Francis on Employment and Intellectual Disability
New on Westlaw: Leslie Pickering Francis, Employment and Intellectual Disability, 8 J. Gender Race & Just. 299 (2004). From the introduction:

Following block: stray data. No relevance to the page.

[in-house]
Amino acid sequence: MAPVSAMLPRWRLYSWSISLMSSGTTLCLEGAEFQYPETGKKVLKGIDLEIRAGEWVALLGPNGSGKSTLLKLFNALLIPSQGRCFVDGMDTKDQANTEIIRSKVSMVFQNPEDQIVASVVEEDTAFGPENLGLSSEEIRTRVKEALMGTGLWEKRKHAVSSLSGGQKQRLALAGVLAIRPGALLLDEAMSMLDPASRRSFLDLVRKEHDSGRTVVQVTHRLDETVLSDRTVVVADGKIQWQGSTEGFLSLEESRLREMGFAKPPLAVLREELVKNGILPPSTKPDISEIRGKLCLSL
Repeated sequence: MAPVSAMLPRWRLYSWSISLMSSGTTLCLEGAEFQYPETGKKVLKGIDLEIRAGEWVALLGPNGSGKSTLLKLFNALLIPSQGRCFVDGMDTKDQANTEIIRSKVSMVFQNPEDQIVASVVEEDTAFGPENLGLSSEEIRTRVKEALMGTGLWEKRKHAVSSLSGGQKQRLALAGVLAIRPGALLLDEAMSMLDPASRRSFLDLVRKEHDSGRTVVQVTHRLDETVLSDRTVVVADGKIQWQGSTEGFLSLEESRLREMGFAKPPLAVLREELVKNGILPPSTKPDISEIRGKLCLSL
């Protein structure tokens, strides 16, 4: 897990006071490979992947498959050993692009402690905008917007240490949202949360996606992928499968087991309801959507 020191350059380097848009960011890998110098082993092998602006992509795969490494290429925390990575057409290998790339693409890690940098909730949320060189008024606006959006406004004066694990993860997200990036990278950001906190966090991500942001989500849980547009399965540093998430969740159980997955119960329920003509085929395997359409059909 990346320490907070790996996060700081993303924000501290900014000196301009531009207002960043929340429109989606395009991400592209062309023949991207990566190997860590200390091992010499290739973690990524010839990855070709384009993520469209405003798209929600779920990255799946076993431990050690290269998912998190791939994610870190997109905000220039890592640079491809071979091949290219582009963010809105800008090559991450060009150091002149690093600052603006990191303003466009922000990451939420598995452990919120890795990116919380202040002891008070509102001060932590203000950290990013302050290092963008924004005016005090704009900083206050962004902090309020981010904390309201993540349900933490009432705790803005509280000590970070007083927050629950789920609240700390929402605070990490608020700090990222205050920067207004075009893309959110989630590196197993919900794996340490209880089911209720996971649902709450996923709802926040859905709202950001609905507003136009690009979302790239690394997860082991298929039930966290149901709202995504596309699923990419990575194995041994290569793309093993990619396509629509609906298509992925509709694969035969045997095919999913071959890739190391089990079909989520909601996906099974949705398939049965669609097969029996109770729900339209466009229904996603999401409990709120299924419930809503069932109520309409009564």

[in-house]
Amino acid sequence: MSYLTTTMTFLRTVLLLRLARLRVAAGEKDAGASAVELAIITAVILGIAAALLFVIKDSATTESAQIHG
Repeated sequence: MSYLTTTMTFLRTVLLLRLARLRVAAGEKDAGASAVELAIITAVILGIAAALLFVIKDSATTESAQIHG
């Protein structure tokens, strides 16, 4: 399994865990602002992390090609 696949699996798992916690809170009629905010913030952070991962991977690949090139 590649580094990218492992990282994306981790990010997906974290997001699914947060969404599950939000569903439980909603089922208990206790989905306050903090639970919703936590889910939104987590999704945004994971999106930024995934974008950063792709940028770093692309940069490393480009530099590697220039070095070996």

This essay begins with an overview of the problem of employment for people with life-long intellectual impairments. It then argues for the importance of employment for people with cognitive impairments. Although a number of commentators have addressed the case for employment of people with disabilities generally, less has been said about employment of people with intellectual disabilities specifically. The essay then explores anti-discriminationism, welfarism, and assumptions about the structure of employment as explanations of why current ADA jurisprudence has left people with intellectual impairments largely unprotected. The analysis focuses on several recently reported decisions in employment discrimination claims brought by people with intellectual impairments. These decisions raise typical problems concerning employment discrimination for people with intellectual disabilities. In these cases, courts make assumptions about the structure of employment and what it means to be a qualified employee that disadvantage people with intellectual disabilities. This essay thus defends the third interpretation-- that courts have failed to understand the structure of work--as an unexplored possibility for many people with intellectual impairments: as long as anti-discrimination policy is seen as applying to individual employees and employers, people with intellectual disabilities remain at risk of clustering at the third vertex, erroneously and dishearteningly viewed as unqualified for employment they seek.